British vs American humor: The devil is in the details
Whether it is a British comedy series or an American comedy show, the audience consumes anything that is somehow engaging and provides entertainment making us forget the boring routinization of everyday life. However, it is fascinating how the cultural differences between the U.K. and the U.S. are portrayed in media or more specifically TV shows and movies. One illustration of that difference is The Office, which was in the beginning a British show, later adapted into the American media market. Both shows have the same premise, however their execution produced different yet equally entertaining jokes. There is a significant cultural difference portrayed in the way they approach comedy.
The tone of the series:
One of the key differences is the tone of the show. It is clear when you compare British shows like the Peep Show, In-Betweeners with Friends, and How I Met Your Mother, that there is something contrasting to the way jokes are structured and delivered. It is not to say one is funnier than the other, though it might seem that way for some, it is simply whenever the style of humor aligns with your personal taste. Imagine you are watching Friends - the audience witnesses funny, over-the-top, quirky, and sometimes stupid situations where people watching from behind the screen almost feel as if they’re part of this tight-knit group laughing with them. However, in a show like the Peep Show, the situations characters end up in are somehow embarrassing, not ideal, and even cringy, and the audience rather laughs at them, not with them. It is somehow the misery in the situation that the Brits are able to laugh about as opposed to the wholesome atmosphere created by American shows. It is the juxtaposition between the self-deprecation, the unescapable bleakness of life versus the wholesome stupidity combined with the knowledge that everything is going to be all right in the end.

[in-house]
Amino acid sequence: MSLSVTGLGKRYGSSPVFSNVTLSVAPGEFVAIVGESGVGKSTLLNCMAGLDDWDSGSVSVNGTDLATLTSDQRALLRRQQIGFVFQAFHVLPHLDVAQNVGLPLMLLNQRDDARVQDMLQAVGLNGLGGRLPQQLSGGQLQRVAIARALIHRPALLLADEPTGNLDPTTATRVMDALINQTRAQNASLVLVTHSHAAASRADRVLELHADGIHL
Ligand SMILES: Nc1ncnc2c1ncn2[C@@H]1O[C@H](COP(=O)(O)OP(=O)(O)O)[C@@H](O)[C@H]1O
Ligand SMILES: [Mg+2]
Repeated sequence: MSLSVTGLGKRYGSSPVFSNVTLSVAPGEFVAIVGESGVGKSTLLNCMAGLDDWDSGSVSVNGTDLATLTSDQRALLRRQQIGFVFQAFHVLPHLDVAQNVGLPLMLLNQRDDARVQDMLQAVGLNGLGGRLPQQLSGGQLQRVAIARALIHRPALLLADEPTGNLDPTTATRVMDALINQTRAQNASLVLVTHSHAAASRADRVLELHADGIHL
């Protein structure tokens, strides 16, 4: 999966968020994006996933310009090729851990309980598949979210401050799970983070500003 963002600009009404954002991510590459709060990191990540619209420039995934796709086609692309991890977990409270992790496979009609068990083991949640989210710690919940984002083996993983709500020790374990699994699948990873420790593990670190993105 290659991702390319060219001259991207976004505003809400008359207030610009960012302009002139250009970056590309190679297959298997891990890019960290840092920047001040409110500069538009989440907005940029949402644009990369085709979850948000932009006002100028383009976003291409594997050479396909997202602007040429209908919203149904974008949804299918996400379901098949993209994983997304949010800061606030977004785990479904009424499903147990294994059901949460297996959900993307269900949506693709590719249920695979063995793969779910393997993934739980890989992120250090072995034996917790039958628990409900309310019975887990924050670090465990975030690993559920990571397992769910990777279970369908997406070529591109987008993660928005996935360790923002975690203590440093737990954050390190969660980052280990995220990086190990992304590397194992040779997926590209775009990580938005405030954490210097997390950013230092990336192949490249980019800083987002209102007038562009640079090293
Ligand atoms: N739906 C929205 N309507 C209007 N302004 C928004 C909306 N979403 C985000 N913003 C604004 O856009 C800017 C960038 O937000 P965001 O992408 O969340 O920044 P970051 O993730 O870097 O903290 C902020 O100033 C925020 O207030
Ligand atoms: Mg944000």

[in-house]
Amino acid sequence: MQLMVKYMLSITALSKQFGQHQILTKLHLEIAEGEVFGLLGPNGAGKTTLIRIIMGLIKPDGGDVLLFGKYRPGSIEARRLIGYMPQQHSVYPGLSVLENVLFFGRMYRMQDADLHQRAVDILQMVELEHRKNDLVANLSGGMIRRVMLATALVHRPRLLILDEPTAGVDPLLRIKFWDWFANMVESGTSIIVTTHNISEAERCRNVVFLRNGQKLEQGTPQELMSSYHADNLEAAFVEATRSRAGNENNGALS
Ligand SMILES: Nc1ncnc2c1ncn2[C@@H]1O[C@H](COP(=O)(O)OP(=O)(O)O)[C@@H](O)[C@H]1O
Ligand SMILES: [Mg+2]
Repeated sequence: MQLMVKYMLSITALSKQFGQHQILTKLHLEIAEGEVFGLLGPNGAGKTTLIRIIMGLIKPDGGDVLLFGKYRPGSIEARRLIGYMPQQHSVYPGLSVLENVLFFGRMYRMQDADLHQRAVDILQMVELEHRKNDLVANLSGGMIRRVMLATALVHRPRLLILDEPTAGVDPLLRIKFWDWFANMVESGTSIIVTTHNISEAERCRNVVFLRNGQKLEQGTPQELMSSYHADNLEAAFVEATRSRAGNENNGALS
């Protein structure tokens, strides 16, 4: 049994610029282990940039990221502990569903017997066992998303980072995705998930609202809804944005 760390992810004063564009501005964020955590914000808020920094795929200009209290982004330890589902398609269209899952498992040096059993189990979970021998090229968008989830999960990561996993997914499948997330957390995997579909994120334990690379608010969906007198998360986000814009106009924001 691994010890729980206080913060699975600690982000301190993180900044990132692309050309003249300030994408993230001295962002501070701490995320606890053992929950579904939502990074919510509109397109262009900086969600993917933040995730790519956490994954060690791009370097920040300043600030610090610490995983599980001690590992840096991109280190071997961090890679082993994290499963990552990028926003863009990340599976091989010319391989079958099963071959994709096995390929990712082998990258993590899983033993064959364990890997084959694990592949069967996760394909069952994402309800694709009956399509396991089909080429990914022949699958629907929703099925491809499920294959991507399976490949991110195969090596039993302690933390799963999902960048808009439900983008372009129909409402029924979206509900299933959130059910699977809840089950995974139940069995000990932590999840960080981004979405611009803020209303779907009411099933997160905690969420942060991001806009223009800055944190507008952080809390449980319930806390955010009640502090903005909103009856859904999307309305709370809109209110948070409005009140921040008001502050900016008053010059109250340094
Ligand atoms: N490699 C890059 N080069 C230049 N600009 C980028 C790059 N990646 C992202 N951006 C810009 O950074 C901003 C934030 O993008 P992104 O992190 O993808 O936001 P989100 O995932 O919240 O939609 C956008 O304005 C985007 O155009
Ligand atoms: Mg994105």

It is precisely how the two managers in the Office are portrayed that makes the shows so different yet both equally hilarious. The American Michael Scott is embarrassing and tactless, however in the end, something happens, reviving him in the eyes of the audience, bringing him back from his bad qualities. However, the British David Brent does not get any redemption as he is still the unlikable guy that confuses popularity with respect. Another example is Chandler from Friends who is stuck at a dead-end job that he has no passion for. However, he is not portrayed as someone you should take pity on; instead, he is a lovable character surrounded by his friends who, by the finale, marries his best friend and ends up with a successful career. American comedy underlines the idea of hope, that people can improve and be better and succeed in the end. The opposite can be said for their British counterparts. Mark from the Peep Show is an insecure man stuck at a job he doesn’t like, fancying his co-worker whilst making unsuccessful attempts at winning her over. Yet, Mark does not get the girl, David Brent from the Office ends up getting fired, and characters do not get better, cooler, or smarter. The underlying idea is rooted in the despair and misery of the characters and their situation which produces comedic outcomes. It is the belief that terrible things are bound to happen so we might as well have a laugh about it. Whilst American humor portrays an ideal scenario where you strive to be as funny, successful, and lovable as those characters.
There are plenty of other features that distinguish between American and British humor and even more media content to exemplify that. Nonetheless, this text was not to put down or scrutinize any of the respective comedy styles but simply to appreciate the cleverness in their differences.